Evidence supports the notion that craniofacial fractures are significant predictors of cervical spine injuries (CSIs), but some debate remains on the injury mechanism of co-existing CSIs in craniofacial fractures and the relationship between CSI and specific facial fractures. In this retrospective study, we aim to assess the incidence rates of specific facial fracture types as well as other important variables and their relationship with CSIs. The primary outcome variable, CSI, and several predictor variables, including facial fracture type, were evaluated with logistic regression analyses. Of 2919 patients, the total CSI incidence rate was 3.0%. Rates of CSI in patients with isolated mandibular fractures (OR 0.26 CI 0.10, 0.63; p = 0.006) were lower than those previously reported, whereas isolated nasal fractures were strongly associated with CSI (OR 2.67 CI 1.36, 5.22; p = 0.004). Patients with concomitant cranial injuries were twice as likely to have CSI (OR 2.00, CI 1.22, 3.27; p = 0.006). Even though there is a strong occurrence rate of CSIs in patients with cranial injuries, clinicians should be aware that patients presenting with isolated facial fractures are at significant risk for sustaining CSIs also. (C) 2021 European Association for Cranio-Maxillo-Facial Surgery. Published by Elsevier Ltd. All rights reserved.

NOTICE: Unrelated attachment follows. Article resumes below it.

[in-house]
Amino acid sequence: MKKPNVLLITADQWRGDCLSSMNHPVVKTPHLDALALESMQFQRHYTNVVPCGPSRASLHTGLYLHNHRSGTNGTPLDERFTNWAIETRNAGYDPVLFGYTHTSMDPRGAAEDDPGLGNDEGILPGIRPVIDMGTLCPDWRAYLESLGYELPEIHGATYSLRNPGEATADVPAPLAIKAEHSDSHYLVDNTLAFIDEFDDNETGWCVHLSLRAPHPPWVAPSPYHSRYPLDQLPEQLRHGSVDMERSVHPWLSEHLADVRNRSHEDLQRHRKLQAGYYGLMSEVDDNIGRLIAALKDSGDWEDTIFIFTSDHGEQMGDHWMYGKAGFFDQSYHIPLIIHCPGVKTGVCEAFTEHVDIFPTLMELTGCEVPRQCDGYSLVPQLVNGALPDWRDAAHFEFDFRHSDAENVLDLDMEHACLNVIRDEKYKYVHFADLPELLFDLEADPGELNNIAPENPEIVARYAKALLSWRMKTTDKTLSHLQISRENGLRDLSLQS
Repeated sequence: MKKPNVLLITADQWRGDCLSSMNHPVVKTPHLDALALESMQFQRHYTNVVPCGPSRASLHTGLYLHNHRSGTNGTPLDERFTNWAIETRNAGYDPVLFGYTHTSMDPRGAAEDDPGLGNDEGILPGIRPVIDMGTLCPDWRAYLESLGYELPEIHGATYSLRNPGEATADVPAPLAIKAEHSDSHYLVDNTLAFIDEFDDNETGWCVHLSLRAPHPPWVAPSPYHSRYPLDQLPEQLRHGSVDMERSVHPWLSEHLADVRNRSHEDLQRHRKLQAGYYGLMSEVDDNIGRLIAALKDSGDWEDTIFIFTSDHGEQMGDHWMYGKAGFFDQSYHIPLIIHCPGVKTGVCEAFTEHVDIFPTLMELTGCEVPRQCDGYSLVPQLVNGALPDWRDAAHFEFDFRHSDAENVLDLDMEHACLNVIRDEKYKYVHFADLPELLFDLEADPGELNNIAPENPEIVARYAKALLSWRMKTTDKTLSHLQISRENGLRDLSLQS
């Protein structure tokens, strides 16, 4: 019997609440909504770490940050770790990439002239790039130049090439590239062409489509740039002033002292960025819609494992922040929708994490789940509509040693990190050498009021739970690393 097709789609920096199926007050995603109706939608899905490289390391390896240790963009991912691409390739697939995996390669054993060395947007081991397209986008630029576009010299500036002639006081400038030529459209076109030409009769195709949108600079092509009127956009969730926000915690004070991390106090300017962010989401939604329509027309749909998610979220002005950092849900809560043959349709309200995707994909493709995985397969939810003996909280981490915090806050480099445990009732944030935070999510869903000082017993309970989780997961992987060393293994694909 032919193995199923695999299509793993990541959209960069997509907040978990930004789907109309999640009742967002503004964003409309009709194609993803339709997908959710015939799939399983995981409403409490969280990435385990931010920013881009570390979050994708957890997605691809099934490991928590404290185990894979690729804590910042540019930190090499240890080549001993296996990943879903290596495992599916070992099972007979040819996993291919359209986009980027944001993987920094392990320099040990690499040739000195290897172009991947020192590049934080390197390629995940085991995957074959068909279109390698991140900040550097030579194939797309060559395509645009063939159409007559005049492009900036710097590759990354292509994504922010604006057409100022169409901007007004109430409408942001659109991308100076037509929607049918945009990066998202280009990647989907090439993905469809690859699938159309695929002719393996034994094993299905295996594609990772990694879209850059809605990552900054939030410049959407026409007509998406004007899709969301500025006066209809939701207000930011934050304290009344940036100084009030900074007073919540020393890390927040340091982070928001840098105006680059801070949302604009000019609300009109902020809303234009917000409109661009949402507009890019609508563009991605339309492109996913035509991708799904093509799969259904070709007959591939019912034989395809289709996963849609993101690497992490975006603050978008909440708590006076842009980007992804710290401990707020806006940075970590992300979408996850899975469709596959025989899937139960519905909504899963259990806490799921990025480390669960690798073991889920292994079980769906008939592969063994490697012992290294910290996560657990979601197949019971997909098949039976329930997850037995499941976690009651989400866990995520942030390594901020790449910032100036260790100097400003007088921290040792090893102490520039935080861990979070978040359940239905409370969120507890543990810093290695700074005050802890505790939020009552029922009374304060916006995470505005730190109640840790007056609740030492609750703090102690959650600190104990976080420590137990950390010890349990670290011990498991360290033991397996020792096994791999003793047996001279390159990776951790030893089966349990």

• Celikkayalar, Ercan; Puustinen, Juha; Palmgren, Joni; Airaksinen, Marja (2021)